7/16-19 (Sun-Wed): 30th Annual IVF and Embryo Transfer Conference


PCOS Awareness Month

9/14-16 (Thurs-Sat): Canadian Fertility and Andrology Society 61st Annual Meeting


10/4-8 (Wed-Sun): 19th World Congress on IVF

10/28-11/1 (Sat-Wed): 73rd Annual Meeting of the ASRM

10/15 (Sun): Pregnancy and Infant Loss Remembrance Day

10/16 (Mon): Boss’ Day


SART data due

Books for Children Conceived through Egg Donation


For parents gifted with children conceived through egg donation, it’s important to tell them about their origins. However, it might be a hard or awkward conversation to start. Parents may worry how to present many subjects surrounding donated eggs—sperm, eggs, egg donors, pregnancy, IVF, surrogacy—in language that children can understand, while also taking their age into account.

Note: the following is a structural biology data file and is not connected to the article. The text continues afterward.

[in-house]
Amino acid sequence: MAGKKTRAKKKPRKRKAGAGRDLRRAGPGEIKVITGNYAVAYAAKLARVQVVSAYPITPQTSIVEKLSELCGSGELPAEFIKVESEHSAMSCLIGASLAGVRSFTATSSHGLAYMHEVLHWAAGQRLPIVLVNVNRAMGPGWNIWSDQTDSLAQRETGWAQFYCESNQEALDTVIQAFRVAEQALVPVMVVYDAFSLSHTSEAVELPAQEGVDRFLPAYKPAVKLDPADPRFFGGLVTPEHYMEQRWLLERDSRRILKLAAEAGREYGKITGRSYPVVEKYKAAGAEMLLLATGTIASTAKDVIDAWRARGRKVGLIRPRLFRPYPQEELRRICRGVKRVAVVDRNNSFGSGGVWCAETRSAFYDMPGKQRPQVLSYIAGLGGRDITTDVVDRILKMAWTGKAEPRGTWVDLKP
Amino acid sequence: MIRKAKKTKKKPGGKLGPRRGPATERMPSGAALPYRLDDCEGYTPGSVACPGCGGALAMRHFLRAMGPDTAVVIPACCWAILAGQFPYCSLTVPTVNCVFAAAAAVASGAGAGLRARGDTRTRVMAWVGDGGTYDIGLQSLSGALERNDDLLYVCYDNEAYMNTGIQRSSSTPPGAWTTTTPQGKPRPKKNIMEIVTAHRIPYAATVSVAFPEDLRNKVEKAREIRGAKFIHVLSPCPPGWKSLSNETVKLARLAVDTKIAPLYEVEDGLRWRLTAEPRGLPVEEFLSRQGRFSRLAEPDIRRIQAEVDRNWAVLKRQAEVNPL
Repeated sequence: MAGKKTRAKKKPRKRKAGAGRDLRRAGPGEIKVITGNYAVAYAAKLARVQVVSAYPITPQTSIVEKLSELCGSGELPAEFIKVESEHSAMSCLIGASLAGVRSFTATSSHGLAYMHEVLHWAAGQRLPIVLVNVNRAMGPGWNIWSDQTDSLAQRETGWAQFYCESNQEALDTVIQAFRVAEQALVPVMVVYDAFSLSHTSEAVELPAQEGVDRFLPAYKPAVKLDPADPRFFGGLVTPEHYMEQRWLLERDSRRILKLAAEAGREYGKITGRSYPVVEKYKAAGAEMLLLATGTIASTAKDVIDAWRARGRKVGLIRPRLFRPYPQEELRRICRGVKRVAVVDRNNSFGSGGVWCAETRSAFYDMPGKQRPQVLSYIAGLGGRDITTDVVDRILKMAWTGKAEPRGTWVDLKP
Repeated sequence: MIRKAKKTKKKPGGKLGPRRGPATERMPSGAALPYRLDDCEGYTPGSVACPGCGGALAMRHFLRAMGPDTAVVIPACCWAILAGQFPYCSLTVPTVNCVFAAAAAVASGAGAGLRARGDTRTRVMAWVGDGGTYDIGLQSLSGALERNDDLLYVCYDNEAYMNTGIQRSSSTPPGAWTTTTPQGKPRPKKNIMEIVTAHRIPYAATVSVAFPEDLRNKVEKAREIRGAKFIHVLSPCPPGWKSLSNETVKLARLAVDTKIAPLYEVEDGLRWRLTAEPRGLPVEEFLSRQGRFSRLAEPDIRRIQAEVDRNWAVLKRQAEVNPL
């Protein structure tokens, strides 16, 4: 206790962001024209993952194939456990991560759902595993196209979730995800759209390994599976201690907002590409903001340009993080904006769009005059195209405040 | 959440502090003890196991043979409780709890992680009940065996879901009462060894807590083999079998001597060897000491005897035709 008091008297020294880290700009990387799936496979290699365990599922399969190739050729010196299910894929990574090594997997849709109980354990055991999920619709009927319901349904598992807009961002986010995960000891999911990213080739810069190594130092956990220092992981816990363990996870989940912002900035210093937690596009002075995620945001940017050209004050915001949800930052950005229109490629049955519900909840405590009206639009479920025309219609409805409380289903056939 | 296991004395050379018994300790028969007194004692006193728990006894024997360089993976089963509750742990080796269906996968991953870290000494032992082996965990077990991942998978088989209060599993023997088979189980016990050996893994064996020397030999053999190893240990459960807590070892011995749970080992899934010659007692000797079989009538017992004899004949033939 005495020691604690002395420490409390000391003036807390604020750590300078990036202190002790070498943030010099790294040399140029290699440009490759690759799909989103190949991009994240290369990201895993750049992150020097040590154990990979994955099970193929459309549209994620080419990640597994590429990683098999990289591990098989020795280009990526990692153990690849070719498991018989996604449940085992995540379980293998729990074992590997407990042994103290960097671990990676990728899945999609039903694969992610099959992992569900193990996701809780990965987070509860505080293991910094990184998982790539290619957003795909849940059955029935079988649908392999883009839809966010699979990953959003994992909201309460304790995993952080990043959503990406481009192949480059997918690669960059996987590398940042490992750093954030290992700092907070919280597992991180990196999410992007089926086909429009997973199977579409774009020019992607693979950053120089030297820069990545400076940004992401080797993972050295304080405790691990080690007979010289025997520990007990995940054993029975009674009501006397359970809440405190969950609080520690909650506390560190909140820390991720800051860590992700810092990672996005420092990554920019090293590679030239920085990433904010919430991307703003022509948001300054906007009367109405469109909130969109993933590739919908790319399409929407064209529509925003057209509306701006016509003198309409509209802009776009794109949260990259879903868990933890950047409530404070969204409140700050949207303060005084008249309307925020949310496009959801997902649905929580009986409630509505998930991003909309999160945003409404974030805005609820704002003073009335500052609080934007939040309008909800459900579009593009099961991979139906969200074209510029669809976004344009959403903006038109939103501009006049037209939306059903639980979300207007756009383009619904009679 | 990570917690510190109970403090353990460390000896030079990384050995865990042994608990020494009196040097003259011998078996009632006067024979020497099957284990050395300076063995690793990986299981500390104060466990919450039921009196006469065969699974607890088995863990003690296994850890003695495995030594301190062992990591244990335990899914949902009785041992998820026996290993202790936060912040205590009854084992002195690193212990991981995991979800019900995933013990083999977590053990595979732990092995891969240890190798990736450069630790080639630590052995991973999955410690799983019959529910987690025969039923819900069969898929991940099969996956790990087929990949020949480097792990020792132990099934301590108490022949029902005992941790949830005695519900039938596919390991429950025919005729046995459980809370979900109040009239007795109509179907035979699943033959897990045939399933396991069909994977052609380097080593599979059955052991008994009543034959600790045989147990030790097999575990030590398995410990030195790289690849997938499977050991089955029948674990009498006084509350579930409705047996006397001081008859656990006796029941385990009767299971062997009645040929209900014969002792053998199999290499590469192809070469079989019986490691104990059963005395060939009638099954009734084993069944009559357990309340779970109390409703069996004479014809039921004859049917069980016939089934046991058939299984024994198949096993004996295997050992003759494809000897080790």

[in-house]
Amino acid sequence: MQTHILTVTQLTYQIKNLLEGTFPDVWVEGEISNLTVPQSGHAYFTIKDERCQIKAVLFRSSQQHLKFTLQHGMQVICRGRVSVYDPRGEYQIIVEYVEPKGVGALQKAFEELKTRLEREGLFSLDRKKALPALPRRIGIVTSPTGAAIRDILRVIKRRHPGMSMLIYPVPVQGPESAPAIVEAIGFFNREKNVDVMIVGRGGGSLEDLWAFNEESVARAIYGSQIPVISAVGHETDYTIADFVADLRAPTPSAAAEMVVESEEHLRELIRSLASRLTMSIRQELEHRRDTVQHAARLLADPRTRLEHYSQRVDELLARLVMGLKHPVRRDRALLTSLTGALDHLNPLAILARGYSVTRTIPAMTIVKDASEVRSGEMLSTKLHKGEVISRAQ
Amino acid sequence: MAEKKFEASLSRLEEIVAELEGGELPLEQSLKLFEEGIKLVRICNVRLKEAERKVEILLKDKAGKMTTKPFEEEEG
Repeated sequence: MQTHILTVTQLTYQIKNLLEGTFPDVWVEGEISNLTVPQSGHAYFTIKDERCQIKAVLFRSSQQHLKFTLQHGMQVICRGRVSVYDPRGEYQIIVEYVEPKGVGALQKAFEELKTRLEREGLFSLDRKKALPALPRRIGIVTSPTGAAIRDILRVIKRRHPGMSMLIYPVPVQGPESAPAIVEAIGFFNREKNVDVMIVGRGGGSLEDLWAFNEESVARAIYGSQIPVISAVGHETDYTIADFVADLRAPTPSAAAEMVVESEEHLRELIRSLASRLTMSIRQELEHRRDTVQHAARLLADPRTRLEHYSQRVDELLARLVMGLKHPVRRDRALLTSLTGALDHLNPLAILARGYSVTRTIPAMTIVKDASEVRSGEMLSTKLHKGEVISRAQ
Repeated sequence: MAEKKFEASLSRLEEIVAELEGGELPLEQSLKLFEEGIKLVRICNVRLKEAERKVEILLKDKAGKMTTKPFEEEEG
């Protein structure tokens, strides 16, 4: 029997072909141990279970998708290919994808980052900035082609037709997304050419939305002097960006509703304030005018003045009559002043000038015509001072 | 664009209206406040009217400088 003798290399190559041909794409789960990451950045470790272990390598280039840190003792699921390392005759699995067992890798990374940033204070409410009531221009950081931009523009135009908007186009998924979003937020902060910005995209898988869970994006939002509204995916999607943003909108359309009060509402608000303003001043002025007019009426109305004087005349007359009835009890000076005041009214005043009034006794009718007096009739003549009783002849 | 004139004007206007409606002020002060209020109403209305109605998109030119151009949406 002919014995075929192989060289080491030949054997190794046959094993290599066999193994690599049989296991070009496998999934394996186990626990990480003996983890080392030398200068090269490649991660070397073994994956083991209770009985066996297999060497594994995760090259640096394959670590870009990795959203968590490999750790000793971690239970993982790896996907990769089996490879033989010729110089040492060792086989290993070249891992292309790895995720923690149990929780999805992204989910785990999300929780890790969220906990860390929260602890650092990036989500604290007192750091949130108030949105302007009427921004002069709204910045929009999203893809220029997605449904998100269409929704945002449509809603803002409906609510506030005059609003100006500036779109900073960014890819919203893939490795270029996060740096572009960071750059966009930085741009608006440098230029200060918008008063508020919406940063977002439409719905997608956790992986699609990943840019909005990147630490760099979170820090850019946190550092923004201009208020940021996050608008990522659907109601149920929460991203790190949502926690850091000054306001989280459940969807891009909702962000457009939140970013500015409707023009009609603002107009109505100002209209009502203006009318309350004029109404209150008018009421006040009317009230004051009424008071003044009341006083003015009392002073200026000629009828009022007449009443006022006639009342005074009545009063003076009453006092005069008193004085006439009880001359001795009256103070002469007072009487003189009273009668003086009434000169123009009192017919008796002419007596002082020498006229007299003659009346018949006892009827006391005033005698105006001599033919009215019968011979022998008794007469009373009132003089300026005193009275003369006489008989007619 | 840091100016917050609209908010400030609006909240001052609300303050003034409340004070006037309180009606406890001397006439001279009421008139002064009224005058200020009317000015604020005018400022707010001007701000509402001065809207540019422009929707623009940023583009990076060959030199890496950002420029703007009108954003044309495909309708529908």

Fortunately, many children’s authors and illustrators have created a wide range of books to help parents of egg donor children start the conversation. We’ve put together a beginning list of recommended books for parents of donor offspring to share with their kids.


Books for Children Conceived through Egg Donation

  • One More Giraffe by Kim Noble. Ages 5 and under.A board book that introduces the key concepts about babies and egg donation, and how some people (or in this case giraffes) need help to be able to be a Mommy or a Daddy.